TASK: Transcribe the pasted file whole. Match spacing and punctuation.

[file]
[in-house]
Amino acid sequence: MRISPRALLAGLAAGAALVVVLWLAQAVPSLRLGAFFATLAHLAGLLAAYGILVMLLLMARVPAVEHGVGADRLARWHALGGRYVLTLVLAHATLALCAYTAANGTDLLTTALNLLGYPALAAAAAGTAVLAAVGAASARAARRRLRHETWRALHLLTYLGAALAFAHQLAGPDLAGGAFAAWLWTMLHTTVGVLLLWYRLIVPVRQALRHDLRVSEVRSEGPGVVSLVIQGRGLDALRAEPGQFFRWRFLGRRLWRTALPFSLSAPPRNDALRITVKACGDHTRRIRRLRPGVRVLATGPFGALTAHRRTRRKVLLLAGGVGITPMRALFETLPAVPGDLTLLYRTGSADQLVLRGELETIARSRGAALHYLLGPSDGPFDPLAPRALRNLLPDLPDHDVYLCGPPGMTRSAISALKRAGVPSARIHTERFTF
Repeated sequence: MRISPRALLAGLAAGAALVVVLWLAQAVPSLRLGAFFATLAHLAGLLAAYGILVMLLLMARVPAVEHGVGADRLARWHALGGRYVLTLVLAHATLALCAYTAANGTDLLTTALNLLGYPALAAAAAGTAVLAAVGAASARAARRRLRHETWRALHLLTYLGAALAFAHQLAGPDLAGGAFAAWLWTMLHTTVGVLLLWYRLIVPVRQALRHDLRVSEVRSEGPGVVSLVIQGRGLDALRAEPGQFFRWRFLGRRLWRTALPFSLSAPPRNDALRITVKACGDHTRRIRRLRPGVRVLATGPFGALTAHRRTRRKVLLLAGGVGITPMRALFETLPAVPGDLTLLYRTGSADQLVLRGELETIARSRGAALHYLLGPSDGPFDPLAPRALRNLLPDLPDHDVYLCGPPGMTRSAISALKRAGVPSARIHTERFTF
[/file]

[in-house]
Amino acid sequence: MRISPRALLAGLAAGAALVVVLWLAQAVPSLRLGAFFATLAHLAGLLAAYGILVMLLLMARVPAVEHGVGADRLARWHALGGRYVLTLVLAHATLALCAYTAANGTDLLTTALNLLGYPALAAAAAGTAVLAAVGAASARAARRRLRHETWRALHLLTYLGAALAFAHQLAGPDLAGGAFAAWLWTMLHTTVGVLLLWYRLIVPVRQALRHDLRVSEVRSEGPGVVSLVIQGRGLDALRAEPGQFFRWRFLGRRLWRTALPFSLSAPPRNDALRITVKACGDHTRRIRRLRPGVRVLATGPFGALTAHRRTRRKVLLLAGGVGITPMRALFETLPAVPGDLTLLYRTGSADQLVLRGELETIARSRGAALHYLLGPSDGPFDPLAPRALRNLLPDLPDHDVYLCGPPGMTRSAISALKRAGVPSARIHTERFTF
Repeated sequence: MRISPRALLAGLAAGAALVVVLWLAQAVPSLRLGAFFATLAHLAGLLAAYGILVMLLLMARVPAVEHGVGADRLARWHALGGRYVLTLVLAHATLALCAYTAANGTDLLTTALNLLGYPALAAAAAGTAVLAAVGAASARAARRRLRHETWRALHLLTYLGAALAFAHQLAGPDLAGGAFAAWLWTMLHTTVGVLLLWYRLIVPVRQALRHDLRVSEVRSEGPGVVSLVIQGRGLDALRAEPGQFFRWRFLGRRLWRTALPFSLSAPPRNDALRITVKACGDHTRRIRRLRPGVRVLATGPFGALTAHRRTRRKVLLLAGGVGITPMRALFETLPAVPGDLTLLYRTGSADQLVLRGELETIARSRGAALHYLLGPSDGPFDPLAPRALRNLLPDLPDHDVYLCGPPGMTRSAISALKRAGVPSARIHTERFTF